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April 27, 2022
7 min read

7 Common Sprint Planning Mistakes You Should Avoid

Sprint Planning is a crucial part of Scrum-based product development. So, it is important to know what are the common mistakes around it and their remedies.
Anton Versal
Anton Versal
Learn how to avoid planning mistakes

Sprint Planning is one of the crucial events in the Agile world that is meant to set the team's direction for the upcoming Sprint. However, it is also one of the most underappreciated Scrum events owing to the problems and errors it can lead to.

As per the Scrum guide, the team should cover the below 3 points in the Sprint Planning meeting:

  • What makes the Sprint valuable?
  • How much work can be done in this Sprint?
  • How the work will be done?

During a Sprint Planning session, the team carries out estimation based on 4 focused elements, which include:

  • Dimension
  • Knowledge
  • Complexity
  • Uncertainty

Although Sprint Planning is vital for setting the direction of the Sprint and keeping the team focused, it also gives a hostage sense because members cannot leave the session unless/until everything is estimated. Moreover, despite carrying out effective Sprint Planning, the Sprint often end up with many unresolvable challenges or incomplete and low-quality works. In fact, it is common to see Sprint not going as planned or some estimated tasks aren't getting completed timely. But the question is that are such issues avoidable?

Yes, Scrum teams can avoid incomplete Sprints if they avoid doing mistakes in the Sprint Planning session. Sprint Planning is the foundation for efficient Sprint, but doing mistakes in it leads to complications afterward. Therefore, this article tries to discuss 7 common Sprint Planning mistakes that you should avoid.

7 Common Sprint Planning Mistakes

Let's take a close look at what are the common Sprint Planning mistakes that most Scrum teams do intentionally or unintentionally:

1. Planning Without Sprint Goal

Setting goals is compulsory to remain committed and focused. The same implies while conducting the Sprint Planning session. Often Product Owner does not come prepared with the key product backlog items that are targeted to be Sprint backlog and also does not dictate what is the main Sprint goal. So, what happens is that the team starts discussing the tasks to be completed in the Sprint without knowing what value they are targeting to achieve after the end of the Sprint. Besides that, sometimes the Sprint goal is even narrated at the end of the session.

The Sprint goal is meant to promote teamwork and focus. It should be presented at the beginning of the Sprint Planning session so that the team remains aware of where all this discussion is headed. With the Sprint Goal in might, the team can better decide how much work it can take up in this Sprint and how it can achieve the main goal.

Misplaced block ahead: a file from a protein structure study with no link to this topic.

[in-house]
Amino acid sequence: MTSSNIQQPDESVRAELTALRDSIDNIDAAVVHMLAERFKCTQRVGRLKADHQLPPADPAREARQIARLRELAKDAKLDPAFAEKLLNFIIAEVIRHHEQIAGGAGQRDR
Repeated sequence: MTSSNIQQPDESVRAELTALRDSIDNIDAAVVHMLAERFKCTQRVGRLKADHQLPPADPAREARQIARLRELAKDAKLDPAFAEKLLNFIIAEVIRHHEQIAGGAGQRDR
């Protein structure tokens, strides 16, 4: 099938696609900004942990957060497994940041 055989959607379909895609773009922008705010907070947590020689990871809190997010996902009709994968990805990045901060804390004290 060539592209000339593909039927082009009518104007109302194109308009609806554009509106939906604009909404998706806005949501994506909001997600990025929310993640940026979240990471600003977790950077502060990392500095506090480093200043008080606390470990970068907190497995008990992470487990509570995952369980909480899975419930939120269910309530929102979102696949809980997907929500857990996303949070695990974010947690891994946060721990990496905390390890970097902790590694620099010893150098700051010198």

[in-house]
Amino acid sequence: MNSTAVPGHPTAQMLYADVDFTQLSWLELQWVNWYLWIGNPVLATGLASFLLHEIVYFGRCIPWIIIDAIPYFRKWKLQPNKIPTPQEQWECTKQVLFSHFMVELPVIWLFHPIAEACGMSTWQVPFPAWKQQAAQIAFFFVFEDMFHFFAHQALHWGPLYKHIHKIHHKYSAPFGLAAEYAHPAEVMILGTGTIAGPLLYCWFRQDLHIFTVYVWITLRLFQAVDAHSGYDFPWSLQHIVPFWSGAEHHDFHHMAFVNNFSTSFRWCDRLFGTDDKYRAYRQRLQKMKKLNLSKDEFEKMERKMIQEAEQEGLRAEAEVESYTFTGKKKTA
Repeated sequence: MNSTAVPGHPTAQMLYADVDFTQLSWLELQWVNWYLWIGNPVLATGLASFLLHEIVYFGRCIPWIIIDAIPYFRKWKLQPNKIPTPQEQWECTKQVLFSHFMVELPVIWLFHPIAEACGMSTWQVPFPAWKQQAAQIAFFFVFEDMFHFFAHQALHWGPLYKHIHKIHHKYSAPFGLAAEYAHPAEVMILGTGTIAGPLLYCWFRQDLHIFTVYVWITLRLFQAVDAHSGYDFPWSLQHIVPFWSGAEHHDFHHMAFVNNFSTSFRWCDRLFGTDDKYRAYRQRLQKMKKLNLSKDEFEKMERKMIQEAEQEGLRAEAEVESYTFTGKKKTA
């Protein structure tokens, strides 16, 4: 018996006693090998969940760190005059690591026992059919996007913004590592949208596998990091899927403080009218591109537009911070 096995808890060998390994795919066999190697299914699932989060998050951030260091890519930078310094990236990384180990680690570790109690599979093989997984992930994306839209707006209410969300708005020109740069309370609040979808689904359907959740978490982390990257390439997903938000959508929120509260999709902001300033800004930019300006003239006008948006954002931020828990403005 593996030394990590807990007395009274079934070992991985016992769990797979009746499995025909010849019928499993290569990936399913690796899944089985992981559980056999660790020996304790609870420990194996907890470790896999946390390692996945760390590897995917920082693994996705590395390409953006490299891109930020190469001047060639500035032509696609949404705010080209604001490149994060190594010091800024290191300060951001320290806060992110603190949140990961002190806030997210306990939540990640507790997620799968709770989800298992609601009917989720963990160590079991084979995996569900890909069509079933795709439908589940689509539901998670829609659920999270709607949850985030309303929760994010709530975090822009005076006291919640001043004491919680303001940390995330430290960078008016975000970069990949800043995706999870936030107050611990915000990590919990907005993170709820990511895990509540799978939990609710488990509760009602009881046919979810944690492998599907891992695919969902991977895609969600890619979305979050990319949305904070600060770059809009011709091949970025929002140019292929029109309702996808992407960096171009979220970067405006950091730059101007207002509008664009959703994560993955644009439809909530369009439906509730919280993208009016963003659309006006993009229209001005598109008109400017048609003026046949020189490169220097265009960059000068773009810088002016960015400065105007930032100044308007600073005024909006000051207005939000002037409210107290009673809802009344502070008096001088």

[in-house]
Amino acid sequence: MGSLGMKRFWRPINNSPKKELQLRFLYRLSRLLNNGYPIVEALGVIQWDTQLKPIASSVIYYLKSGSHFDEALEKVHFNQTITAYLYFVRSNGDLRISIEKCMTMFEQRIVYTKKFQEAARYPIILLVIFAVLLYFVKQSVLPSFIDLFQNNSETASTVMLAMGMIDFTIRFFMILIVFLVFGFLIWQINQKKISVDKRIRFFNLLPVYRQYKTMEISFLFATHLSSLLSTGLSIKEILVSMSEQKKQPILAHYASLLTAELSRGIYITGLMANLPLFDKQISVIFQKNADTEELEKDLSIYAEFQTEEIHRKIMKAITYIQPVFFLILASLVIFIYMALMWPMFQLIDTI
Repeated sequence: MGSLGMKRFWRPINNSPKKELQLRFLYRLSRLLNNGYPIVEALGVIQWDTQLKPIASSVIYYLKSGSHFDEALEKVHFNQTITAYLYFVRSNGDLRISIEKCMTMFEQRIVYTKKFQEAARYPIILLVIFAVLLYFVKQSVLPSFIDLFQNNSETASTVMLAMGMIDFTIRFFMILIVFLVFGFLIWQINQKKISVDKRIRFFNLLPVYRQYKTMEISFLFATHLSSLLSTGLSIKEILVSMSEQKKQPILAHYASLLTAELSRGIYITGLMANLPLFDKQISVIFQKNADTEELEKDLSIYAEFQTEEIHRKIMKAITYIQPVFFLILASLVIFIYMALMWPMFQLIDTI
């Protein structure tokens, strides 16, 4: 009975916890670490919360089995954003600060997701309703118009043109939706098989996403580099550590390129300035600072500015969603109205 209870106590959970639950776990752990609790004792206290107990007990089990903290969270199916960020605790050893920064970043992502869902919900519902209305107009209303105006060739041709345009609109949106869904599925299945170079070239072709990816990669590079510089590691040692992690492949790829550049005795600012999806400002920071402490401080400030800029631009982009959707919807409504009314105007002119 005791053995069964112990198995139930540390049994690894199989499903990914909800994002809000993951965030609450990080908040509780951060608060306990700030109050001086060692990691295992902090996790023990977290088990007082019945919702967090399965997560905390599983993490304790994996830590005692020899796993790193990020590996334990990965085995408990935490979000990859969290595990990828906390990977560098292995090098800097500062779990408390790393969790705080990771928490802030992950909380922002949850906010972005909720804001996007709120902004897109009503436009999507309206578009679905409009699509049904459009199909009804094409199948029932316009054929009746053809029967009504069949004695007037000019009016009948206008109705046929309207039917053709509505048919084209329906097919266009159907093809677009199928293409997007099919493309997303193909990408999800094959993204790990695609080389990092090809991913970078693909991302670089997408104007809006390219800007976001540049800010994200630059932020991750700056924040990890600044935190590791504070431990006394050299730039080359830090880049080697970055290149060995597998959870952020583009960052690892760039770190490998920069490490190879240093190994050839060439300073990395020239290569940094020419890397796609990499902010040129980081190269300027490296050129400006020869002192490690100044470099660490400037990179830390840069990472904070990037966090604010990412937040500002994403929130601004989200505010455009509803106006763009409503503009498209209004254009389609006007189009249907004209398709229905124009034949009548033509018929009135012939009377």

2. Committing to Work Without Clarification

Another mistake Scrum teams do is that they make the commitment of work in Sprint planning session without a proper discussion around that work. For example, the Product Owner says to the team that he is being pressured by the Director of Support to add a virtual assistance feature in the customer support section by the end of this Sprint. The team might respond to his call and agrees to do it in this Sprint without asking for more clarification. However, when the team members actually start working on that feature, they might face many unsolvable hurdles, delays, or low-quality work.

Therefore, team members should not be quick in committing to any work without doing a proper discussion around it. Moreover, if you are spending hours in the Sprint Planning meeting, then why not spend a few more minutes and clear your views around all the tasks before committing to them.

3. No Changes During Sprint

There is no such thing as a "Perfect Sprint Plan". It is almost impossible to fulfill all the checkboxes decided in Sprint Planning when you actually begin working on them. Unexpected hurdles, unresolvable bugs, sudden change demands, and similar other challenges can pop up suddenly. Therefore, teams should not be dragged towards the "no change policy". Otherwise, the unachievable commitment will increase stress and result in low-quality deliveries.

Scrum encourages iterative deliveries. So, if the team has committed more work or the current work demands more time, Sprint should be open to changes. The team should be comfortable presenting the case to the Scrum Master and Product Owner, and they should facilitate the team as much as they could.